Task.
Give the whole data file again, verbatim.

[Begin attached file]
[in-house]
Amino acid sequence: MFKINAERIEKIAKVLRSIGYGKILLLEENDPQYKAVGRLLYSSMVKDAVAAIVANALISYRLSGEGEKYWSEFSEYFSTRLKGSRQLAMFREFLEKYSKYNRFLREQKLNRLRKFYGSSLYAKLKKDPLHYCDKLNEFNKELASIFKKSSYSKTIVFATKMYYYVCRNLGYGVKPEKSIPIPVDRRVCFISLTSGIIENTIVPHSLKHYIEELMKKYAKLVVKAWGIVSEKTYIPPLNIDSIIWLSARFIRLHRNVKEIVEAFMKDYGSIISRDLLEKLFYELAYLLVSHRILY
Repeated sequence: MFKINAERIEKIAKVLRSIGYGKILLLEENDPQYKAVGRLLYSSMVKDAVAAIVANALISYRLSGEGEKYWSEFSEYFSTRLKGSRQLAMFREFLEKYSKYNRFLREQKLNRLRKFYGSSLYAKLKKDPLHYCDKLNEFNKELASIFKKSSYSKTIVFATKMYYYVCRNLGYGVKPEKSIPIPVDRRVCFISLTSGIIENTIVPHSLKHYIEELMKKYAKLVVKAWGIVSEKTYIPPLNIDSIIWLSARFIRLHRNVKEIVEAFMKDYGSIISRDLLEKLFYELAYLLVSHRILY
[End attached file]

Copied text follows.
[in-house]
Amino acid sequence: MFKINAERIEKIAKVLRSIGYGKILLLEENDPQYKAVGRLLYSSMVKDAVAAIVANALISYRLSGEGEKYWSEFSEYFSTRLKGSRQLAMFREFLEKYSKYNRFLREQKLNRLRKFYGSSLYAKLKKDPLHYCDKLNEFNKELASIFKKSSYSKTIVFATKMYYYVCRNLGYGVKPEKSIPIPVDRRVCFISLTSGIIENTIVPHSLKHYIEELMKKYAKLVVKAWGIVSEKTYIPPLNIDSIIWLSARFIRLHRNVKEIVEAFMKDYGSIISRDLLEKLFYELAYLLVSHRILY
Repeated sequence: MFKINAERIEKIAKVLRSIGYGKILLLEENDPQYKAVGRLLYSSMVKDAVAAIVANALISYRLSGEGEKYWSEFSEYFSTRLKGSRQLAMFREFLEKYSKYNRFLREQKLNRLRKFYGSSLYAKLKKDPLHYCDKLNEFNKELASIFKKSSYSKTIVFATKMYYYVCRNLGYGVKPEKSIPIPVDRRVCFISLTSGIIENTIVPHSLKHYIEELMKKYAKLVVKAWGIVSEKTYIPPLNIDSIIWLSARFIRLHRNVKEIVEAFMKDYGSIISRDLLEKLFYELAYLLVSHRILY